First look at stage 16 load-shedding — up to 25,600MW power cuts

The National Energy Regulator of South Africa (Nersa) has published a consultation document detailing a planned revised load-shedding approach that allows for up to stage 16 power cuts.

The document, NRS 048-9 Electricity Supply – Quality of Supply: Code of Practice – Load reduction practices, system restoration practices, and critical load and essential load requirements under system emergencies, is now open for public comment.

Once all consultation processes have been finished and relevant inputs considered, it will be reworked as the NRS 048-9 Code of Practice Edition 3 and replace the current Edition 2 standing code that Eskom’s System Operator uses to define load-shedding stages.

Aside from allowing higher stages of power cuts, the draft document proposes load-shedding stages enabling the System Operator to give instruction to reduce demand based on a percentage of the country’s national non-curtailment load at a given time.

Under the current regime, one stage of load-shedding is supposed to equal up to a 1,000MW demand reduction, regardless of the total load at the time of its implementation.

Stage 2 allows for up to a 2,000MW demand reduction; stage 3 permits up to 3,000MW, and so on.

If the revision proposed in the consultation document is approved, the System Operator can demand that power distributors drop their demand by between 5% and 80%, depending on the declared load-shedding stage.

At stage 1, the reduction required through load-shedding will be 5% of non-curtailed demand.

For each stage of load-shedding that follows, distributors will be required to reduce their load by a further 5%.

Each load-shedding stage will also determine the percentage of load Eskom’s load curtailment customers will have to cut.

Unlike general users, this will be based on curtailment customers’ normal demand profile.

The table below outlines the proposed reductions in load under each load-shedding stage for general and load curtailment customers.

Proposed demand reductions under NRS 048-9 Electricity Supply Edition 3
Stage Reduction through load-shedding Reduction through load curtailment
1 5% of demand 10% reduction in normal demand profile
2 10% of demand 10% reduction in normal demand profile
3 15% of demand 15% reduction in normal demand profile
4 20% of demand 20% reduction in normal demand profile
5 25% of demand 30% reduction in normal demand profile
6 30% of demand 30% reduction in normal demand profile
7 35% of demand 40% reduction in normal demand profile
8 40% of demand 40% reduction in normal demand profile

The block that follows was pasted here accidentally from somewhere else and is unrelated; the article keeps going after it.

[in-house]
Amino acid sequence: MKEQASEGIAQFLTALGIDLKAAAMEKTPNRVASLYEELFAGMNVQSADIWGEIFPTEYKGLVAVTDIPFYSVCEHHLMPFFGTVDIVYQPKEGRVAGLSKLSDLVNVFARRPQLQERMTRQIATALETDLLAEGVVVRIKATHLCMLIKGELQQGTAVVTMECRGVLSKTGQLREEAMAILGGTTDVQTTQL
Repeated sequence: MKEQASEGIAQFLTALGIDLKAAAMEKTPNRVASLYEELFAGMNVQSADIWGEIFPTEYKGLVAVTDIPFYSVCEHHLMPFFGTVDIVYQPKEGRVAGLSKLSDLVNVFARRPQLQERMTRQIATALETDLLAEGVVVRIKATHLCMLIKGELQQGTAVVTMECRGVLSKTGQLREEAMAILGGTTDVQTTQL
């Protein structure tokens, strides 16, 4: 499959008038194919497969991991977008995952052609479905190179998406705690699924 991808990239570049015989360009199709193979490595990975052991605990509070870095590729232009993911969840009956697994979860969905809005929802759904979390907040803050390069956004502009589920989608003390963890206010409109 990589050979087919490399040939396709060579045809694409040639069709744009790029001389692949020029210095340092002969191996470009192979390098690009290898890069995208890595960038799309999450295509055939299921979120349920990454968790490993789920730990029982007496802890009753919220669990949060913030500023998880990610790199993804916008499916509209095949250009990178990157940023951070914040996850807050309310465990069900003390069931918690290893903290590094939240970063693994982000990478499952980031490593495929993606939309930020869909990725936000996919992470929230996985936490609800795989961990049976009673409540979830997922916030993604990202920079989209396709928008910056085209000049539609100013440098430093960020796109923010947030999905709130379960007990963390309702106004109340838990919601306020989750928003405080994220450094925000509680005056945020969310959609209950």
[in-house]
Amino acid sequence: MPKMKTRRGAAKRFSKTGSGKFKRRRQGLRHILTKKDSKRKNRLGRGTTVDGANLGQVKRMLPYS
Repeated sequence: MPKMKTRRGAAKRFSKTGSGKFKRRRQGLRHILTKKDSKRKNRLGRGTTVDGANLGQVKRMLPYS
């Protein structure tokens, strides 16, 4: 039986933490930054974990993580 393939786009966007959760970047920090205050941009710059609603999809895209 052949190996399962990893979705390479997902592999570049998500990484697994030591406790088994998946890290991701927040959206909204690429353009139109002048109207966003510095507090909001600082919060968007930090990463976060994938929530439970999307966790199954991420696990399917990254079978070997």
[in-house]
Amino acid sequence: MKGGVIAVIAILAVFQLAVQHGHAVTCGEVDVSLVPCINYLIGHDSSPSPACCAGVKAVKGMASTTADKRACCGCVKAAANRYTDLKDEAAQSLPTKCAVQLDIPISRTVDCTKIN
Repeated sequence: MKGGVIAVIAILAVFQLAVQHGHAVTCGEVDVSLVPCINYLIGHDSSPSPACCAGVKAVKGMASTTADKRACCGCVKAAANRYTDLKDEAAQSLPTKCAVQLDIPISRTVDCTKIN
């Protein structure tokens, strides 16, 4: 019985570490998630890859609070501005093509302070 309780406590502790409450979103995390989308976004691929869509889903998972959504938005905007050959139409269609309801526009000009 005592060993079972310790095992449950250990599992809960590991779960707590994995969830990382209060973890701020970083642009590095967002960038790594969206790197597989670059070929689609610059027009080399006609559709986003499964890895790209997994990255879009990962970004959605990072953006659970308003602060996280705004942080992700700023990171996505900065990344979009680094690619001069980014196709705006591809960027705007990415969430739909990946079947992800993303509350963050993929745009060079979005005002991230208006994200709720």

9 45% of demand 50% reduction in normal demand profile
10 50% of demand 50% reduction in normal demand profile
11 55% of demand Reduction to essential loads or as instructed by System Operator
12 60% of demand Reduction to essential loads or as instructed by System Operator
13 65% of demand Reduction to essential loads or as instructed by System Operator
14 70% of demand Reduction to essential loads or as instructed by System Operator
15 75% of demand Reduction to essential loads or as instructed by System Operator
16 80% of demand Reduction to essential loads or as instructed by System Operator

It remains to be seen precisely how this change will impact load-shedding schedules.

It appears as though each stage under the new approach will require cutting more load than the current stages.

South Africa’s winter peak demand typically ranges between 30,000MW and 32,000MW. 5% of that demand would work out to a demand reduction of 1,500–1,600MW.

Even in the period of lowest electricity demand — during the December holidays — the effective reduction will be higher.

During this time, Eskom typically sees demand hovering between 23,000MW and 24,000MW, 5% of which would work out to 1,150–1,200MW.

This adjustment would also mean that comparing Eskom’s historical load-shedding stages to future load-shedding will become extremely challenging, if not impossible.

For example, while stage 2 load-shedding previously only allowed for cutting up to 2,000MW of load, it will now mean between 2,300-3,200MW is shed, equal to the amount of power cut between stage 3 to stage 4 load-shedding.

In a worst-case scenario, stage 16 load-shedding will see a reduction of between 18,400MW and 25,600MW of non-curtailed load.

The table below hypothesises the load reduction under each proposed load-shedding stage.

Theoretical MW reductions under proposed load-shedding stages
Stage Low demand scenario:
23,000-24,000MW
High demand scenario:
30,000-32,000MW load
1 1,150–1,200MW 1,500–1,600MW
2 2,300–2,400MW 3,000–3,200MW
3 3,450–3,600MW 4,500–4,800MW
4 4,600–4,800MW 6,000–6,400MW
5 5,750–6,000MW 7,500–8,000MW
6 6,900MW–7,200MW 9,000–9,600MW
7 8,050–8,400MW 10,500–11,200MW
8 9,200–9,600MW 12,000–12,800MW
9 10,350–10,800MW 13,500–14,400MW
10 11,500–12,000MW 15,000–16,000MW
11 12,650–13,200MW 16,500–17,600MW
12 13,800–14,400MW 18,000–19,200MW
13 14,950–15,600MW 10,725–20,800MW
14 16,100–16,800MW 21,000–22,400MW
15 17,250–18,000MW 22,500–24,000MW
16 18,400–19,200MW 24,000–25,600MW

It remains to be seen how the reductions above will translate into load-shedding schedules.

Nersa has given the public and relevant stakeholders until 22 September 2023 to make submissions on the document.

Comments will then be collated and considered for the final proposed code.

The draft document is available on Nersa’s website and can also be downloaded here.


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First look at stage 16 load-shedding — up to 25,600MW power cuts